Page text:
Note: Where available, the PDF/Word icon below is provided to view the complete and fully formatted document
Minister imposes a licence condition on Telstra to ensure that it cannot shutdown the CDMA network until Next G network is fully functional.

Download WordDownload Word



This transcript has been prepared by a source external to the Parliamentary Library.


It may not have been checked against the broadcast or in an y other way. Freedom from error, omissions or misunderstandings cannot be guaranteed.


For the purposes of quoting verbatim from a transcript, it is advisable to verify the transcript against the broadcast.





Monday 6 August 2007

Minister imposes a licence condition on Telstra to ensure that it cannot shutdown the CDMA network until Next G network is fully functional


MARK COLVIN: The Federal Com munications Minister Helen Coonan denies it's all-out war. But today, she fired some heavy artillery in the mounting battle between the Federal Government and Telstra. 


Helen Coonan says she'll block the telco from shutting down its CDMA rural network as planned in January, until the Next G service to replace it is fully functional. Just last week Telstra revealed that it would sue Helen Coonan over the failure of its tender for a regional broadband network. 


Jane Cowan reports. 


JANE COWAN: If Telstra thought it had the Communications Minister on the back foot, it might be thinking again. 


HELEN COONAN: Well today I announced that I have decided to impose a licence condition on Telstra to ensure that it doesn't switch off the current CDMA network. 


JANE COWAN: Helen Coonan says Telstra's own timetable for having the new network available for testing has slipped from August to October, and that won't leave enough time to check it before the CDMA shutdown scheduled for January.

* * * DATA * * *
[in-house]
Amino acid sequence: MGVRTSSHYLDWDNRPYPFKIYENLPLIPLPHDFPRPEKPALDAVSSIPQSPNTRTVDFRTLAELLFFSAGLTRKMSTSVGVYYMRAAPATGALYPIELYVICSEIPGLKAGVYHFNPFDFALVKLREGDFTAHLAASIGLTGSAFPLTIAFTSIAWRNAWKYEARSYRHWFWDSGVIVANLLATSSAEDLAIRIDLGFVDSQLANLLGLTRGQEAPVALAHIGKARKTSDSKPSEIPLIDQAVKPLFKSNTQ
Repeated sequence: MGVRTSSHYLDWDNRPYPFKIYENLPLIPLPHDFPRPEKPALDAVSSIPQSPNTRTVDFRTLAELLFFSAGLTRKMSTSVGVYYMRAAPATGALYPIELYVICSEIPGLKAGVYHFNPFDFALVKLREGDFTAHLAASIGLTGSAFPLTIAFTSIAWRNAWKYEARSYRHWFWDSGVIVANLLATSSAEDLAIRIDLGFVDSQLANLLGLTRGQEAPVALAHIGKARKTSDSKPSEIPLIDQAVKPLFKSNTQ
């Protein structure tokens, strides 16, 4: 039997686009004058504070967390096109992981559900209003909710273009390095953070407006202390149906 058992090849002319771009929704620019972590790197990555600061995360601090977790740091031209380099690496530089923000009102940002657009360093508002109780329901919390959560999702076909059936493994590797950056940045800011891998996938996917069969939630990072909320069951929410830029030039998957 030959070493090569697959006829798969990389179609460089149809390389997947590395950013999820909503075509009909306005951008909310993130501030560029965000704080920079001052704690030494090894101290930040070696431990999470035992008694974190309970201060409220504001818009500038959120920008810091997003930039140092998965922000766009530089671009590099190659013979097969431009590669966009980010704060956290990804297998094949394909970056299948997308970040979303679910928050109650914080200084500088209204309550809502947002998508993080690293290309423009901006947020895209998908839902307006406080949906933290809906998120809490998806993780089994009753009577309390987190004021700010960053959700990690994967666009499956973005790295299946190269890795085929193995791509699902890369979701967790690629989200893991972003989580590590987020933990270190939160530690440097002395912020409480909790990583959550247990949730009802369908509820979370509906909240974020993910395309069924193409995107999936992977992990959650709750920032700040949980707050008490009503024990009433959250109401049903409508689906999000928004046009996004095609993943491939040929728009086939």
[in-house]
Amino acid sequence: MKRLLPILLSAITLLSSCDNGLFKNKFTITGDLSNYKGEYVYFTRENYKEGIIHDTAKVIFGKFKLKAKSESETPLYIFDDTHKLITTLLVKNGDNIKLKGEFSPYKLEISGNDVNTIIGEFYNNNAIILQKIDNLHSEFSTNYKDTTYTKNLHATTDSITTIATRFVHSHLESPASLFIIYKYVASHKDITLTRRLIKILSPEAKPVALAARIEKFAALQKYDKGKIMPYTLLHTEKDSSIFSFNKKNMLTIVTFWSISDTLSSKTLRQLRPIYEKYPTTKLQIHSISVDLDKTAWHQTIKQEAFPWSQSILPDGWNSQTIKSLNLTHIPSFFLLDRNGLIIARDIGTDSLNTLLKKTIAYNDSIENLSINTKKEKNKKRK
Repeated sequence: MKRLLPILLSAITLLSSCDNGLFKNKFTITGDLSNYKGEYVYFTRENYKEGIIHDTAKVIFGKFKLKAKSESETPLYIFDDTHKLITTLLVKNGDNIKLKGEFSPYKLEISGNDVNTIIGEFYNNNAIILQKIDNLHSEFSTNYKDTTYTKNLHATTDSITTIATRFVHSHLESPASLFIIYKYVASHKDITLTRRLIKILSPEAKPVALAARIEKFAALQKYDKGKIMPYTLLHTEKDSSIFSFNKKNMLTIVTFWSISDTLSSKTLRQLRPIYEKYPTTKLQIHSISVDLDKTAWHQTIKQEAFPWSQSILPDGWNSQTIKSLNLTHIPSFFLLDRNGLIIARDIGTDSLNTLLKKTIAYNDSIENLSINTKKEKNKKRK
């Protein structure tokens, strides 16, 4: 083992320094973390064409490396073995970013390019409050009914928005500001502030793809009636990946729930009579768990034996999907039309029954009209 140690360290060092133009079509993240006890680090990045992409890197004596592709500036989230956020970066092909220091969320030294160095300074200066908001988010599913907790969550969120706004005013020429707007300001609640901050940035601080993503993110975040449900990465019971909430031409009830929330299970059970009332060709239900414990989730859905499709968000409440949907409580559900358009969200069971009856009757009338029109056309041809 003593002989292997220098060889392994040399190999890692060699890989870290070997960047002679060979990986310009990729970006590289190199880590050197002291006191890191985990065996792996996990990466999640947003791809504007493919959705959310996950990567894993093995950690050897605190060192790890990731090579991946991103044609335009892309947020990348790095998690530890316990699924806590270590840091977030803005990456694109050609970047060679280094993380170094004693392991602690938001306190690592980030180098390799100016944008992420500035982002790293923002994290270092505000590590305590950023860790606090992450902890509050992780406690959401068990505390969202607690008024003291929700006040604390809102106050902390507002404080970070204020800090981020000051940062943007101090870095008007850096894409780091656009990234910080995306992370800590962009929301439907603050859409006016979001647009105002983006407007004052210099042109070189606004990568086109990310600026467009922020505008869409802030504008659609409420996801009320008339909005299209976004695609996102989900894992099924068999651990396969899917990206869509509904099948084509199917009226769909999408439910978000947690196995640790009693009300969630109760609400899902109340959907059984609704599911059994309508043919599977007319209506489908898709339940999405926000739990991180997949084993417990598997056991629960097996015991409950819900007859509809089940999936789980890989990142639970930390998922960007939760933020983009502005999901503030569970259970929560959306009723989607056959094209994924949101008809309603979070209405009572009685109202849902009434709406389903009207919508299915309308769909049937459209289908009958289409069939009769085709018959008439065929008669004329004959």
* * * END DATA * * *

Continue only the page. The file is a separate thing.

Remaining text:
So, she'll impose a licence condition to stop the telco doing away with CDMA until the new network is up to scratch. The Minister says she's just standing up for consumers. 


HELEN COONAN: The complaints deal with problems with handsets, with dropouts and with coverage. So, I think that it's appropriate that consumers have a level of confidence that they're not going to be left stranded in the transition to the new network. 


JANE COWAN: Helen Coonan says it's nothing to do with placating the Nationals who have raised this issue as a concern, nothing to do either with the court action that Telstra has just brought against her over the awarding of a regional broadband deal to a rival consortium of SingTel Optus and Elders.  


HELEN COONAN: Well, it's got nothing much to do with the court action. I mean, this has been something that's been mooted for a very long time. I've never ruled out a licence condition. 


JANE COWAN: Telstra must be less than pleased with this development. The Minister says she wrote to the telco in June suggesting it delay the deadline for switching off CDMA and Telstra boss Sol Trujillo rejected the idea outright.  


But today Telstra spokesman, Jeremy Mitchell, said the company was unfazed.